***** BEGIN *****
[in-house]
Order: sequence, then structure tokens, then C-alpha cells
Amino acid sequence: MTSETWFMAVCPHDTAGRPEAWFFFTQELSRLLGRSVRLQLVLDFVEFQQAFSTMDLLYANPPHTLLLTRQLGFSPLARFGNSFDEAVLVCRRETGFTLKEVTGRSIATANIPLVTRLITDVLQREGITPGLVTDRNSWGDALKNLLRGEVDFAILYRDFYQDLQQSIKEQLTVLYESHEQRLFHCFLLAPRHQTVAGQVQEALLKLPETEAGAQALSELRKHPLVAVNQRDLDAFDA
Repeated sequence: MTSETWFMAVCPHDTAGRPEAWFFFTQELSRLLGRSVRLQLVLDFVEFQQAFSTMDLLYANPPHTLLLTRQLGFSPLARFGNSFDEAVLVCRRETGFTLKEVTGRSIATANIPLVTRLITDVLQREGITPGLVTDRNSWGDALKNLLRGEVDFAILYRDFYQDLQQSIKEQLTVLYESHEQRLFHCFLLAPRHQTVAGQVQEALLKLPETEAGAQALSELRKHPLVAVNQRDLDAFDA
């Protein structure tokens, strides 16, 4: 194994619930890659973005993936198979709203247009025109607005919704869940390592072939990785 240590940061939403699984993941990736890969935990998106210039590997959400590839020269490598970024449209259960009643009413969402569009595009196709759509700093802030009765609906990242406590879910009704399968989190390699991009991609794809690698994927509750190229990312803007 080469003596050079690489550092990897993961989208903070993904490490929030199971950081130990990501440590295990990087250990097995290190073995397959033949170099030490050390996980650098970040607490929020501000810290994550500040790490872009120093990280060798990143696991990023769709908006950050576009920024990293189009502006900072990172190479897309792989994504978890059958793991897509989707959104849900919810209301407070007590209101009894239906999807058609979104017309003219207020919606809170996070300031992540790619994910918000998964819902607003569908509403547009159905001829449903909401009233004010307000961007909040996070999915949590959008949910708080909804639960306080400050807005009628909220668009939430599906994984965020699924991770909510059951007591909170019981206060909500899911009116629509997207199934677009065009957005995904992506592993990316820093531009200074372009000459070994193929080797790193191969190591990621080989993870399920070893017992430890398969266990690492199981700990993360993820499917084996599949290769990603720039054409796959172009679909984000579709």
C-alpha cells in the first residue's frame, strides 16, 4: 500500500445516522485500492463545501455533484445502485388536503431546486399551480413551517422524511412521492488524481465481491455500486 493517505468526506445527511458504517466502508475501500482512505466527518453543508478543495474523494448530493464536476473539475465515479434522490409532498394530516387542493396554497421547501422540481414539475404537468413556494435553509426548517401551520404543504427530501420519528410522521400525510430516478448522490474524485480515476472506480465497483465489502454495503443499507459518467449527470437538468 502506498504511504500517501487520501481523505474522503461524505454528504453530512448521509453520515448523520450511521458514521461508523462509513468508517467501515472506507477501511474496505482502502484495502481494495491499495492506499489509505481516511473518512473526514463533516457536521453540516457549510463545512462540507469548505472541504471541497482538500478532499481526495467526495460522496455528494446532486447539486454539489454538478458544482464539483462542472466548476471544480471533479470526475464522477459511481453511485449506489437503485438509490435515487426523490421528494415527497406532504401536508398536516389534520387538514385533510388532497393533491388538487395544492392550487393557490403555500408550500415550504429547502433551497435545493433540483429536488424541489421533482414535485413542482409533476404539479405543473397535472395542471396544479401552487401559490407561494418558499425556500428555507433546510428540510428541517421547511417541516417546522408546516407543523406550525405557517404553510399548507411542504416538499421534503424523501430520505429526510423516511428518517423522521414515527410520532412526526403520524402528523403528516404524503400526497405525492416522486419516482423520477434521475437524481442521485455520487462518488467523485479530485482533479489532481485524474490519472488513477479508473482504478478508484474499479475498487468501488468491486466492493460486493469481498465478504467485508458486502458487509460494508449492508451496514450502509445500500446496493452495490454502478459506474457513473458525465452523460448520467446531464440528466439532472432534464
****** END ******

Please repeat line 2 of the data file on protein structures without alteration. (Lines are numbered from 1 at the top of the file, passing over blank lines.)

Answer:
Order: sequence, then structure tokens, then C-alpha cells